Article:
Wednesday, July 23, 2014

Looking Back At Mel Brooks' Young Frankenstein

(review contains spoilers)

Mel Brooks and Gene Wilder struck comedy gold with this hysterical send-up of the horror classics Frankenstein and The Bride of Frankenstein.

Mel Brooks' Young Frankenstein (1974) has aged extremely well. It's still just as sharp, entertaining and hilarious as it was when it first appeared on the big screen nearly 40 years ago. It's without a doubt one of the funniest and well-crafted comedies ever committed to celluloid. Very few, if any, comedies released today will have the type of longevity and continued relevance that Young Frankenstein has enjoyed over the years. For the most part, today's comedies are a lot like fast food; they satisfy your appetite but are quickly forgotten after the meal is done. Not so with Young Frankenstein, as it's a five-star meal of a comedy that you continue to savor long after the credits have rolled.

Brooks Updates And Puts Comedic Twist On Horror Film Classic

The film stars Gene Wilder as Dr. Frederick Frankenstein, a young neurosurgeon and a respected lecturer at an American medical school. He is the grandson of the infamous Dr. Victor Frankenstein, who was vilified for his highly controversial reanimation experiments in which he attempted to bring the dead back to life. For years, Frederick has tried to live down his eccentric grandfather's much-maligned legacy. He believes his grandfather was mentally unstable and a disgrace. Frederick is so ashamed of his family name that he tells people that it's pronounced "Fronkensteen" instead of Frankenstein.

However, Frederick's negative view of his grandfather gradually changes after he inherits his family's estate in Transylvania. The estate houses the laboratory where his grandfather conducted his reanimation experiments. Before long, Frederick is continuing his grandfather's work in reanimation. And after many failed attempts, he successfully brings back to life a massive man, which he and his assistant, Igor, exhumed at the graveyard. Frederick's plan is to make his reanimated subject the perfect human specimen who possesses tremendous physical strength as well as superior intellect. Unfortunately, Frederick's experiment goes terribly awry when he learns that Igor mistakenly gave him a defective brain to put in the monster. The film follows Frederick's attempts to civilize his behemoth creation and even teach the monster a few dance steps and show tunes along the way.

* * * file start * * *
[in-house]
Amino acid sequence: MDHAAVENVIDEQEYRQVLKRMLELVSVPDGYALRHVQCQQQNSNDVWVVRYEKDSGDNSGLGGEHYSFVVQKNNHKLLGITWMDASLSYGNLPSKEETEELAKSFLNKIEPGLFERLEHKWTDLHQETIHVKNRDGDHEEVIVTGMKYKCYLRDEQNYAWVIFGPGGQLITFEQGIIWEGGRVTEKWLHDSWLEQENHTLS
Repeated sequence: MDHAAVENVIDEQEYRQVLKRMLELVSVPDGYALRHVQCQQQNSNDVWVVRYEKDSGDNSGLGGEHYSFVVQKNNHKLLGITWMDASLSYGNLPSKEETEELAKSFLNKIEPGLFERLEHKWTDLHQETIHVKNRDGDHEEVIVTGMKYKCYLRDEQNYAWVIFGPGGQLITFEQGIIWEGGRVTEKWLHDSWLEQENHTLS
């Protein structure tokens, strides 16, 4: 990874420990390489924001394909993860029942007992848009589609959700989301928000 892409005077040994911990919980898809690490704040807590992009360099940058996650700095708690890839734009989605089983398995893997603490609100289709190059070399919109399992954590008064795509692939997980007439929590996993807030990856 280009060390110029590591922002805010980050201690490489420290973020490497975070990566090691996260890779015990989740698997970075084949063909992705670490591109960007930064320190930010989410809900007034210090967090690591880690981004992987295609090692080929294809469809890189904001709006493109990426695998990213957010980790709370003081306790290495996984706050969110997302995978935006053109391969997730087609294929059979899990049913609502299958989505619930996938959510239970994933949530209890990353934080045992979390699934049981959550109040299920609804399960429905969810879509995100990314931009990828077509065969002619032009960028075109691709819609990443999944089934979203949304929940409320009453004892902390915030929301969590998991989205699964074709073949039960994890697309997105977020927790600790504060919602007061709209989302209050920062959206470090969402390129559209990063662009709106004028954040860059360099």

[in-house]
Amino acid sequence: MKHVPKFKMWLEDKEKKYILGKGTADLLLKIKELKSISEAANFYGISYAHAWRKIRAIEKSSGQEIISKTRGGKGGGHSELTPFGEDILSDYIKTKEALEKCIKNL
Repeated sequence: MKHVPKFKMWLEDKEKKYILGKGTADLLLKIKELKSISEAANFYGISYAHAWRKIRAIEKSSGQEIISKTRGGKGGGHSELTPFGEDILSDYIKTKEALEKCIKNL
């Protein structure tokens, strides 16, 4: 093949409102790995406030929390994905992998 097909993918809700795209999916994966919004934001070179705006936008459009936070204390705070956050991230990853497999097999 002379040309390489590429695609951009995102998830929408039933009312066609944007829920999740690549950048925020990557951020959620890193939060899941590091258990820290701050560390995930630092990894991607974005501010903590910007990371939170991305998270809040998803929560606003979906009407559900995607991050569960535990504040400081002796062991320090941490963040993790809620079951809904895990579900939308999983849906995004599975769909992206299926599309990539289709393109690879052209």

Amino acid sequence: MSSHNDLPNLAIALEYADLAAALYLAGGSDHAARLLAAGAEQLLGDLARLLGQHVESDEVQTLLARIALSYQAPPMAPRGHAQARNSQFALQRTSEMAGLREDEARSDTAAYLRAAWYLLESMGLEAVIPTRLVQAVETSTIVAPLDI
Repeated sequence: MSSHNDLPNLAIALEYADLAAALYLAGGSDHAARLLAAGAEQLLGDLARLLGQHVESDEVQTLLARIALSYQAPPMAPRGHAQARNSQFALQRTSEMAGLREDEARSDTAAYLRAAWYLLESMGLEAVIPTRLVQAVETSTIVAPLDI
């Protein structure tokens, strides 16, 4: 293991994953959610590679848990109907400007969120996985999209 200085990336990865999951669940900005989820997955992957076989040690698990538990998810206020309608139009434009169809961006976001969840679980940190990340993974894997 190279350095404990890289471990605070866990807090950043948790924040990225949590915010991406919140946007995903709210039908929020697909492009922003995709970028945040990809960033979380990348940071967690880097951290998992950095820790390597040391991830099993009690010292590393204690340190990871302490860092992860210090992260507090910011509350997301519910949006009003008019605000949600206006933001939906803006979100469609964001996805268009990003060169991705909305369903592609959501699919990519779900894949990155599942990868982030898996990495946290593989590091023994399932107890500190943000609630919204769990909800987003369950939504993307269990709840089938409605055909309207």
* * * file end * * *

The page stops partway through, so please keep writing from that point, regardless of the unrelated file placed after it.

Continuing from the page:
Film Has Look And Atmosphere Of An Old Horror Film

One of the most striking things about Young Frankenstein is its look. Much detail and thought was put into the set design and photography to give the film an authentic classic horror movie look and atmosphere. Brooks shot in the same castle that the James Wales' 1931 classic Frankenstein was filmed. He also used the same electrical apparatus for the laboratory scenes that was used in the horror classic. Additionally, Brooks filmed the entire movie in black-and-white, and he used1930s-style opening credits as well as period scene transitions, such as iris outs, wipes and fades-to-black to give it that old classical look. Cinematographer Gerald Hirschfeld and set decorator Robert De Vestel did a tremendous job on this film. Everything about the film was immaculately done, from the set design and cinematography to the costumes, the writing, the acting and the music score. Brooks' longtime composer John Morris provided the film's exquisite period score. The music evoked a classic horror film ambiance.

Film Boasts Incredible Cast

Brooks assembled a sensational cast for this film. The cast is uniformly strong down to the smallest roles. There are an inordinate number of stellar performances to be found in this film. Marty Feldman is flat-out brilliant as Frederick's droll hump-backed assistant Igor; Cloris Leachman is a howl as Frau Blücher, the strange caretaker of the Frankenstein castle; Madeline Kahn is extremely funny as Frederick's neurotic fiancée Elizabeth. With this role, Kahn illustrated what an amazingly gifted comedic actress she was.

Additionally, Wilder is terrific as the frazzled, slightly unhinged Frederick Frankenstein. And Peter Boyle does a great job at humanizing the monster with sly, knowing looks and hilarious double takes. His expressive face and body language convey so much that no words are necessary. And Teri Garr sets the screen on fire as Frederick's Swedish bombshell assistant Inga. In this role, Garr proved that she was not just another pretty face but also a very talented and funny actress. And Gene Hackman does a bang-up job in his cameo as a lonely blind man who befriends the monster. Brooks had so much confidence in his cast members that he allowed them to ad lib in a number of scenes, which greatly increased the spontaneity and humor of the film. And there are several other great supporting performances in the film.

Brooks and Wilder Capture Comedy Magic With Young Frankenstein

Brooks and Wilder collaborated on the film’s excellent screenplay, which is filled with clever one-liners and hilarious dialogue. The two manage to keep the story entertaining and interesting while continuing to deliver big laughs. In many comedies, the plot is just a vehicle through which comedians can do their funny shtick. However, in this film Brooks and Wilder take the plot very seriously and infuse it with not just very funny comedic scenes, but a great deal of emotion and pathos as well. With Young Frankenstein, the two have created a bona fide comedy masterpiece. The movie should be required viewing for any film student who has aspirations of becoming a comedy director or writer.

Young Frankenstein at Amazon

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